Top 15 things I learned last week

15) Number of people killed by bear attacks in Yosemite National Park since the park was formed in 1865: 0
Number off bears killed by speeding cars in Yosemite National Park so far this summer: 19

14) Biscuits are not cookies. Jumpers are sweaters. Cactus means useless or broken. Mackas is a fast food restaurant serving Big Macs and Quarter Pounders. Bollocks doesn’t necessarily mean testicles. Oh what fun you can have when a Canadian, Aussie and a Brit get together to speak the same language.

13) Canadians tend to say “sorry” a lot. I’m told that we pronounce it “sore-ree” while Americans say “saw-ree”, to which I replied, “Practice makes perfect. Sorry.”

12) Orson Welles did not actually write Citizen Kane – the thinly disguised story of William Randolph Hearst, squire of the Hearst Castle at San Simeon. Herman J. Mankiewicz was the true screenwriter but both Welles and Mankiewicz received Academy Awards for the screenplay.

11) Although he once ran for Congress as a Democrat and was thought of as a progressive or even a radical, newspaper baron William Randolph Hearst instructed his editors to run paid columns by Adlolf Hitler and Benito Mussolini and while in Europe in 1934 he attended the Nuremberg rally.

10) A light bulb at the Livermore (California) Fire Station has been burning continuously since 1901.

9) The Bellagio, Caesars Augustus tower and Treasure Island all have an architectural feature designed to trick the eye into seeing the buildings as smaller (thus closer) than they really are. Each window covers four rooms on two floors. For example, The Bellagio is a 32-story building disguised as a 16-story building. Wynn Las Vegas uses the same trick, in that there are two floors between each white stripe.

8) Hetch Hetchy is the name of a valley, town and water reservoir in Tuolumne County, California. The name comes from the Miwok word hatchhatchie, which means “edible grasses.” It could be worse. Those edible grasses were likely Dichelostemma capitatu, otherwise known as ‘Blue Dicks’ or ‘Purplehead’.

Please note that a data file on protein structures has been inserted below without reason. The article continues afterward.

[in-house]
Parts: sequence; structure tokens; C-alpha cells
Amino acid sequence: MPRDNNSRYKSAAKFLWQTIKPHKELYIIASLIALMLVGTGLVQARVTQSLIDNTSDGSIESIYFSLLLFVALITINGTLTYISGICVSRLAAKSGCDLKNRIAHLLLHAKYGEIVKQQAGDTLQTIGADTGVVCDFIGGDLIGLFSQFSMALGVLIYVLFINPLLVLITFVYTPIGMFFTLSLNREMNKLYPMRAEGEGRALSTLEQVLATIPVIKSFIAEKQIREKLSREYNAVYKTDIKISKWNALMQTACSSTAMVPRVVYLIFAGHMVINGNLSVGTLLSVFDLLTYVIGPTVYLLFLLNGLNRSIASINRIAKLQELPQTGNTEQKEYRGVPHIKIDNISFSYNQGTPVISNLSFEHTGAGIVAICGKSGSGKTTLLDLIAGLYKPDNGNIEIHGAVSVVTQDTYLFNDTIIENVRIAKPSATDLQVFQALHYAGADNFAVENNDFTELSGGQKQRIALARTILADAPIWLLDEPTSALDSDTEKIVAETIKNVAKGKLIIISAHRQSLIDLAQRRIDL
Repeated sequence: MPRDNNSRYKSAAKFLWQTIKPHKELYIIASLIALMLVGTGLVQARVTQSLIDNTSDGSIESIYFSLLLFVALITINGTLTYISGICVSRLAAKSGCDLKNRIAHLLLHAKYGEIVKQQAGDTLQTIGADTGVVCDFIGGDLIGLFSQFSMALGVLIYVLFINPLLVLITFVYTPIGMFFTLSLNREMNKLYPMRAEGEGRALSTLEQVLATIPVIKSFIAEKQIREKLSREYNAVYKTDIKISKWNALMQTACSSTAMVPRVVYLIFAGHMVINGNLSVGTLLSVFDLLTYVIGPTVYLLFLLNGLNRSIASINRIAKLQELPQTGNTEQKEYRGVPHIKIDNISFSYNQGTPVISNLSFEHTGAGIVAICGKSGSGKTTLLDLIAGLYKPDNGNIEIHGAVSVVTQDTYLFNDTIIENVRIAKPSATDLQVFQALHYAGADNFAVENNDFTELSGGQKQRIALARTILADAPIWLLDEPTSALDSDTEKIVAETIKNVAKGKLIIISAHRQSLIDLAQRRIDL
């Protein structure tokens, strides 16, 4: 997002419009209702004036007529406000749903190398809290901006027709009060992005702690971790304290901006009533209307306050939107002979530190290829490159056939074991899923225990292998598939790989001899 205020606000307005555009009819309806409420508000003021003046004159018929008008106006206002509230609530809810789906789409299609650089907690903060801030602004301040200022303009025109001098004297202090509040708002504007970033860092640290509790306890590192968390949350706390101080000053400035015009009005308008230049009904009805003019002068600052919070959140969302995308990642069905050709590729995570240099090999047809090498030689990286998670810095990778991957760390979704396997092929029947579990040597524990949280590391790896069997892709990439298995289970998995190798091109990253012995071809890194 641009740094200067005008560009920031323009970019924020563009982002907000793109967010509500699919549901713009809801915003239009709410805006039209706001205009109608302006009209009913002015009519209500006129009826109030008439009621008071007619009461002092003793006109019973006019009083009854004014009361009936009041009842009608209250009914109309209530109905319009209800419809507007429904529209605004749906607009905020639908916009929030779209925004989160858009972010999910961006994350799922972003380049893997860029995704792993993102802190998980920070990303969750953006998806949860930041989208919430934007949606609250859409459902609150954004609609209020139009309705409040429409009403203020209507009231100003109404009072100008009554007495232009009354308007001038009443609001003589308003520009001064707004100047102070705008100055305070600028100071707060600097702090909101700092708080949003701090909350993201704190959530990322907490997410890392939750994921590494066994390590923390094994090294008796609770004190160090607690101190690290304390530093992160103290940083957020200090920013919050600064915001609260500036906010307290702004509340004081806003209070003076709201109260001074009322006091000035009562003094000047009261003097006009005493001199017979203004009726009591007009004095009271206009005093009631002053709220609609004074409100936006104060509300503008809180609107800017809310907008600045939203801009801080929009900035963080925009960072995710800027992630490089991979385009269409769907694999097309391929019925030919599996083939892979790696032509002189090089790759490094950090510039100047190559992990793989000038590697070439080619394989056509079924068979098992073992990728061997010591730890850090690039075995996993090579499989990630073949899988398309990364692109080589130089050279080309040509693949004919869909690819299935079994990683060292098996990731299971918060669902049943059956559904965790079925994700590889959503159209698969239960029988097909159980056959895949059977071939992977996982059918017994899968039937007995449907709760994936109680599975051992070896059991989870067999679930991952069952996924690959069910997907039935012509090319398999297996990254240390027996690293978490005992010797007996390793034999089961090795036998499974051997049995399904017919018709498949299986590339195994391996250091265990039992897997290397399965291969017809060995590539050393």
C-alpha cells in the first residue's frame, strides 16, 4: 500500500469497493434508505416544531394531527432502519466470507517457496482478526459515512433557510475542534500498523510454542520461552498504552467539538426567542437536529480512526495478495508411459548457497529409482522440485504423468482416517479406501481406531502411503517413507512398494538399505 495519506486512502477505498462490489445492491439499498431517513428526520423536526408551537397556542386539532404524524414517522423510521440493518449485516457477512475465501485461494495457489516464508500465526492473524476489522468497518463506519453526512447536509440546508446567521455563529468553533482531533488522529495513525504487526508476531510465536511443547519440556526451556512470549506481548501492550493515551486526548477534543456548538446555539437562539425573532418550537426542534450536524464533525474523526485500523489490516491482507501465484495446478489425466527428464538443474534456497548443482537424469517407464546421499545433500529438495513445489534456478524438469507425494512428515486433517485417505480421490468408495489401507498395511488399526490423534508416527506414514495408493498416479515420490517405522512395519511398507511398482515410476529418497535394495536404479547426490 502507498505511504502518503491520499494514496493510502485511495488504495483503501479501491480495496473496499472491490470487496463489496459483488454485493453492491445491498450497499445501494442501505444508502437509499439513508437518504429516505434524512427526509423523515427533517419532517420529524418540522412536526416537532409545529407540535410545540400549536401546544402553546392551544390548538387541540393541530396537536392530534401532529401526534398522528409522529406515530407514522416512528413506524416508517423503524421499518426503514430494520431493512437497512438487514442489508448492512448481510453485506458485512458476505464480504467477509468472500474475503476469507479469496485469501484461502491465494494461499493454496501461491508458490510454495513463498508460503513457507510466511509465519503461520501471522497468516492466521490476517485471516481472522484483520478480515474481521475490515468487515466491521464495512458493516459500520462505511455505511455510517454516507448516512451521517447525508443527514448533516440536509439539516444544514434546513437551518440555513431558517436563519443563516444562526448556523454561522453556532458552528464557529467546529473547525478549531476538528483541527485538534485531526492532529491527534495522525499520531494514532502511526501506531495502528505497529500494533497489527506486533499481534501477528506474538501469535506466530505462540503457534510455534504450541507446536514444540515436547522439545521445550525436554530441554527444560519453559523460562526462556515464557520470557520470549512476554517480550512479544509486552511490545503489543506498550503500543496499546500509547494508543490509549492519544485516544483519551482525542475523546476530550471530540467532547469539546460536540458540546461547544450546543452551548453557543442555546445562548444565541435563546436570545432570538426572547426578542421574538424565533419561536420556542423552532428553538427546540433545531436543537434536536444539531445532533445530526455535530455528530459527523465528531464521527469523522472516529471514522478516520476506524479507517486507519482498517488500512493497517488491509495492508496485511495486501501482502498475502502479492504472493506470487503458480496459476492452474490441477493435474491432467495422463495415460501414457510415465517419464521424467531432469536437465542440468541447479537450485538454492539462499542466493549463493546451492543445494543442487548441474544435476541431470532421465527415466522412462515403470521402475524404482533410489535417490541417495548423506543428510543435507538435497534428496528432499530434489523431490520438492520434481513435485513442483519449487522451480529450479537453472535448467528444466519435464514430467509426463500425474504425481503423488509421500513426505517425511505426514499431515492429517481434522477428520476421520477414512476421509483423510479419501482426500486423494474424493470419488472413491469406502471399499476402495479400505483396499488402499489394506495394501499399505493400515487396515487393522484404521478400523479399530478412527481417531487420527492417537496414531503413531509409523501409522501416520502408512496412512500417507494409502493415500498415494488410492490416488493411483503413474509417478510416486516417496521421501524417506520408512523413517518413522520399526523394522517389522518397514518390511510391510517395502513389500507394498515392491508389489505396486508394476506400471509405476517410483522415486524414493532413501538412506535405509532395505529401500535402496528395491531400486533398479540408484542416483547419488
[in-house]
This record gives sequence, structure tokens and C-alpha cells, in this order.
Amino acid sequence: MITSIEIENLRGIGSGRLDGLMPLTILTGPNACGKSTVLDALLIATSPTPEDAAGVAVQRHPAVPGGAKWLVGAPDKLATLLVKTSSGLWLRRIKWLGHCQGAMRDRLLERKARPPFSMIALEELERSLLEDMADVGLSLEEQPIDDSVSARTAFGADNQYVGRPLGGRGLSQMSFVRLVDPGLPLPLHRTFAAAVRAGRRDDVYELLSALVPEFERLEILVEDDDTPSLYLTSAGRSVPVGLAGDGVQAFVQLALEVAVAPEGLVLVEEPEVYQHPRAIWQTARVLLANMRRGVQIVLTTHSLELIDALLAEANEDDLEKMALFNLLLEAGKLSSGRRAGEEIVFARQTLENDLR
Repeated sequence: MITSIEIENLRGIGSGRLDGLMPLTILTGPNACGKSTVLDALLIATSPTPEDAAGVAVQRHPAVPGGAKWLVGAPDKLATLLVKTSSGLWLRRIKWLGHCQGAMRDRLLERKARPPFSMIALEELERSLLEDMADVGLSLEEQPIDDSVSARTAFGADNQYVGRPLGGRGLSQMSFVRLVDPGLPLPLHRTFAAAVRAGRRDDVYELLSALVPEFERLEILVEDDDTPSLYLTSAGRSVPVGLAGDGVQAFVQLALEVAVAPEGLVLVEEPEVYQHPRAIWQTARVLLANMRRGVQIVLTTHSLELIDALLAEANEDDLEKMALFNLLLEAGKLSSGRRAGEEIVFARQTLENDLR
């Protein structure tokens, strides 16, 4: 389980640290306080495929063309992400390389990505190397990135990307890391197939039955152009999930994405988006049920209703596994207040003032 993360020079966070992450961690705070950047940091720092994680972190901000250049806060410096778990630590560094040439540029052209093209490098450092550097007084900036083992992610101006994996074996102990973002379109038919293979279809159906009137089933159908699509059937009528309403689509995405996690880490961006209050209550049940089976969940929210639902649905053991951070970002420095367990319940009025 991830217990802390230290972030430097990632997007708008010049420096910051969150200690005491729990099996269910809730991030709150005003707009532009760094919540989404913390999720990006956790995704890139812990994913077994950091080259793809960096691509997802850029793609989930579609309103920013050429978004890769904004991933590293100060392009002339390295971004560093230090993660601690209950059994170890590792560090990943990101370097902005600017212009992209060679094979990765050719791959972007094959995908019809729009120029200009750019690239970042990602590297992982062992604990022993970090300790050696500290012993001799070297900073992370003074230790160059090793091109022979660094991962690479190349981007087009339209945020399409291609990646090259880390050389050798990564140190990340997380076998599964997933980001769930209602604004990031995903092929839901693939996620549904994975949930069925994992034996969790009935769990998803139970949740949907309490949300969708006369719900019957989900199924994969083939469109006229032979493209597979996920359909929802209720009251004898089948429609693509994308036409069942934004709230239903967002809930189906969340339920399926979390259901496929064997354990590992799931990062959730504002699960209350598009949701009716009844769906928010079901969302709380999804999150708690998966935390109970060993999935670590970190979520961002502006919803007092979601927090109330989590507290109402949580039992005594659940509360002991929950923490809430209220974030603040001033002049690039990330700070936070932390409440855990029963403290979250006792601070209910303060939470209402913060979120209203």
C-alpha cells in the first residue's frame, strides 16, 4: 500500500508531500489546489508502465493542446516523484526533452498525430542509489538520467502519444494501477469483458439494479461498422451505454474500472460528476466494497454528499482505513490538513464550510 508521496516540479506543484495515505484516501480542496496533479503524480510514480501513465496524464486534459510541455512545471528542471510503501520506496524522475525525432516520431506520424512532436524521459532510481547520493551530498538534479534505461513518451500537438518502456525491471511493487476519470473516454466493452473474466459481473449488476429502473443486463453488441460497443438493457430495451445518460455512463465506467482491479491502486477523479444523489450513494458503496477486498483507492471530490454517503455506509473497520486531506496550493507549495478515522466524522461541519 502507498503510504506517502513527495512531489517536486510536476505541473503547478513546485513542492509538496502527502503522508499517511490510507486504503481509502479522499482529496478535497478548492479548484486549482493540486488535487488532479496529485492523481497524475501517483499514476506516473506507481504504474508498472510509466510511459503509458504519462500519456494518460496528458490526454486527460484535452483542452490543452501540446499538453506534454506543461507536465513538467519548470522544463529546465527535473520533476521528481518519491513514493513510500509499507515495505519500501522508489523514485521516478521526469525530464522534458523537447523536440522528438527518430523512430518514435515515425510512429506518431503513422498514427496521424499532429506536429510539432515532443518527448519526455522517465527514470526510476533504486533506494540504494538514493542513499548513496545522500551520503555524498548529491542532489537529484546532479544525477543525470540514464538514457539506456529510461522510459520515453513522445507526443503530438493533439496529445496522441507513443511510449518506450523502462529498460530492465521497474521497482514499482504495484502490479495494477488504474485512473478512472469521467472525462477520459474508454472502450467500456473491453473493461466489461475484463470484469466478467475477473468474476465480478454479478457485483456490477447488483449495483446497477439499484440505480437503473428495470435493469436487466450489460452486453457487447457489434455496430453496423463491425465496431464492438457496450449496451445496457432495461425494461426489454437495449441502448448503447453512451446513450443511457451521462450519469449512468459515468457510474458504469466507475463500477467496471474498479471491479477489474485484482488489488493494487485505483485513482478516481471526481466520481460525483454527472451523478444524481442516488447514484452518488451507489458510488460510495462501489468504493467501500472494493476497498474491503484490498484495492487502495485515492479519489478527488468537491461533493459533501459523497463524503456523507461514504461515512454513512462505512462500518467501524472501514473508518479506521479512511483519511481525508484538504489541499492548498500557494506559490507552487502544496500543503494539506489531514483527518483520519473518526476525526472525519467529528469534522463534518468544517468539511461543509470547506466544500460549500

7) It was while living in Nevada in 1863 that Samuel Clemens first used the pen name for which he became famous. In a letter to the editor of the Carson City Enterprise, Clemens complained of a loud party that had disturbed his sleep. He signed the letter, “Yours dreamily, Mark Twain.”

6) According to Wikipedia, the Ivanpah Solar Electric Generating System (in the Mojave Desert, 65 km from Las Vegas) sits on a 4000 acre parcel of land. The $2.2 billion development is unique in that heliostat mirrors focus sunlight on receivers located on centralized towers. The receivers generate steam that drives turbines to produce electricity. The intense beams of light can be seen for many miles, even in broad daylight. I’ve never seen anything like it!

5) A ‘Tufa Tower’ is a rock formation produced by the interaction of freshwater springs and alkaline lake water. There are hundreds if not thousands of tufa towers in and around California’s Mono Lake. At over one million years old, Mono Lake is one of the oldest lakes in North America. It is fed by several streams and has no outlet.

4) 84.4% of Nevada’s land is owned by the US government – more than any other state.

3) Niamh is pronounced ‘Neeve’. She was one of three third-year medical students from Northern Ireland who were on my Yosemite trip. They were self-proclaimed “fucking angels”.

2) The Dunes main tower, its casino and most of its restaurants, clubs, and theaters all fit where the Bellagio’s lake now sits. See a composite photo here showing this and the massive size difference between the Dunes and Bellagio towers.

1) Yosemite National Park is home to the world’s third largest waterfall and North America’s highest at a drop of 2425 feet. Although the park encompasses 760,000 acres or 1,200 square miles, most of the 4 million annual visitors only spend time in the seven square miles of Yosemite Valley.

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